Traditional Eastern Medicine: Can over a billion Chinese people be wrong?
I’ve wanted to try traditional Chinese medicine. Just because I love the aroma emanating from the wooden cabinets filled with thousands of dried plants, seeds, and various nests, giant mushrooms, grasses, ginseng roots, and other things we can’t identify, Barry and I have several times visited the dark, cool, old pharmacy in Hangzhou where the Communist party leaders go – including at one time Mao.
We knew Chinese doctors were right across the street from the Hangzhou pharmacy on Hefeng Lu. So when I got a rash that wasn’t going away, I wanted to see what herbal medicine could do. Would I have a choice of using special packs made of grasses brought in from a high plateau in Mongolia or a ground up Tibetan fungus? I figured that if traditional Chinese medicine didn’t work for me, I could just go see Dr. Martin as soon as I got back to Maui.
So how was our trip to Hangzhou and the Oriental traditional medicine doctor? In a word—interesting. We went first to the place we know off Hefeng Street. However, when I tried to see a doctor, we got sent a five-minute walk away to a similar looking place of dark wood, herbal odors, and lots of people. I was recommended a doctor: Yu Tu Gen, given a medical record booklet, and asked for 51 yuan (about $7.00). An older guy ahead of us paid under 10 yuan, a young man about 20 yuan, so possibly there is a sliding scale, or we paid more because we aren’t citizens, or perhaps because my doctor seemed to have a lot of experience, he may just charge more. However, the 51 yuan is less than I would be charged for co-pay at home. I turned my medical booklet and receipt for payment to a clerk, who put my booklet at the bottom of a pile of five others—not too bad for a walk-in situation.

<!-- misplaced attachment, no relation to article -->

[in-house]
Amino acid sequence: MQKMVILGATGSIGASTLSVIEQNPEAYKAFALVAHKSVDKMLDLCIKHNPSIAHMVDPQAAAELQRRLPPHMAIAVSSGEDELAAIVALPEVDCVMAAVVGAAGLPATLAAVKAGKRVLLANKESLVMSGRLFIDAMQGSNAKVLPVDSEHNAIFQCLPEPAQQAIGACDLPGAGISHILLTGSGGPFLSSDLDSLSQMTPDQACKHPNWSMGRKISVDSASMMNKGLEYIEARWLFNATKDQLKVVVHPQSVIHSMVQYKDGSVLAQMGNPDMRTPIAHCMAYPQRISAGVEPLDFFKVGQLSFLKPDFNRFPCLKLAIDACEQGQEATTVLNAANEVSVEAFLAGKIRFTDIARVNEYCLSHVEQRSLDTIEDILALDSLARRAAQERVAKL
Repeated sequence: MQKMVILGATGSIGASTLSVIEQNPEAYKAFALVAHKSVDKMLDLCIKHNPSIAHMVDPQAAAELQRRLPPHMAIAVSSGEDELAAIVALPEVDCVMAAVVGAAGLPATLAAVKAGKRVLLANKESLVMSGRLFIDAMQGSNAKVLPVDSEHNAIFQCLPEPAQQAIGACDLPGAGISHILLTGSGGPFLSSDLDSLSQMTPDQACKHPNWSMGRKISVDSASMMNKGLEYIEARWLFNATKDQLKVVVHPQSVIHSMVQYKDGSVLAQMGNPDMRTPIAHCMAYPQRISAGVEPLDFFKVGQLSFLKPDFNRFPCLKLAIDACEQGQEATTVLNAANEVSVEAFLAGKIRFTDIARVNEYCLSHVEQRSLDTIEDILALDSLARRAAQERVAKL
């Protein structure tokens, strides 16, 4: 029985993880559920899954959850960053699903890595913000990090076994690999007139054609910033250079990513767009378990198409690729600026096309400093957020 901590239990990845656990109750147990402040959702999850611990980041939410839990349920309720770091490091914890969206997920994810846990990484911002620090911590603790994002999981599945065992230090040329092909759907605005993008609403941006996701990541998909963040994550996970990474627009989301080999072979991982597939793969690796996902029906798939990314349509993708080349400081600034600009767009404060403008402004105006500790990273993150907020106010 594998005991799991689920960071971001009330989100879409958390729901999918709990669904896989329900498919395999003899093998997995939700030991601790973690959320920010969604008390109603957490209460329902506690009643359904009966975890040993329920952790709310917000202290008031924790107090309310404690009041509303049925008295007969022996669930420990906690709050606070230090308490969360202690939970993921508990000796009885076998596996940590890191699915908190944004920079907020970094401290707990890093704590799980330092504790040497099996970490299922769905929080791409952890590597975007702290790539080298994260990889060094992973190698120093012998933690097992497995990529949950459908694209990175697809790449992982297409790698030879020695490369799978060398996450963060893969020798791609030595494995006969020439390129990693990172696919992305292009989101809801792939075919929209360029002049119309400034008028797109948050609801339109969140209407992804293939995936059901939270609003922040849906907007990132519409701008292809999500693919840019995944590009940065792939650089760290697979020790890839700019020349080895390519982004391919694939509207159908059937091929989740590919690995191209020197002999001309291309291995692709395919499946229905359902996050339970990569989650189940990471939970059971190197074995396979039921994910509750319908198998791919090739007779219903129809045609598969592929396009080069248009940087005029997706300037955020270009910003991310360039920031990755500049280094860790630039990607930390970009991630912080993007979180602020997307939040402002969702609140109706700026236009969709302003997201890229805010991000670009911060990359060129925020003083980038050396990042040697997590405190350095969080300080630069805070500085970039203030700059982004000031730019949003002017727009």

We were in a big, dark, cool room of perhaps 70 chairs; most were filled; the unique scent of numerous herbs wafted in through the window to the pharmacy. We found a comfortable spot, started reading, and waited.
After two hours, I checked the desk: my booklet had about twenty medical record books on top and many more below. I was told the wait would be about ½ hour more. We waited three hours!!! (Barry is soooo patient).
Finally, I was sent to see the doctor — along with six other patients and their family members who all crowded into the room with the doctor and his staff of three people: one took notes for him, one filled out medical record booklets, and one wrote up prescriptions and gave instructions to patients.
At first, I waited outside the room while the doctor consulted with those he called first. The doctor’s consultation table was by an open window on the ground floor. Another window into the room faced the hallway. People inside and outside the doctor’s office could easily see in. Each patient first had his/her pulse read and then there was a big consultation, and the patient was sent over to the next stool to talk to the young man, an intern perhaps, writing up the prescription; this left the stool by the doctor open for the next patient. I was the third one called.
The doctor was thin with glasses. He knew a little English (much more than my Chinese). I wondered if the doctor could tell I had a rash just by taking my pulse. Barry said he hadn’t been sitting for three hours just to have the doctor try to guess my ailment. However, in pinyin, Chinese alphabetic form, I had written out the details and what I treatment I had tried. The young woman who took notes for the doctor asked me in English what was wrong. And they wanted to see the rash, which was under my left breast. I managed to limit the viewing to the doctor, the young woman taking notes—and to the prescription guy who ran around to have a look. So even here in the doctor’s office, there is no such thing as privacy. You can be sure that the others in the office were paying close attention.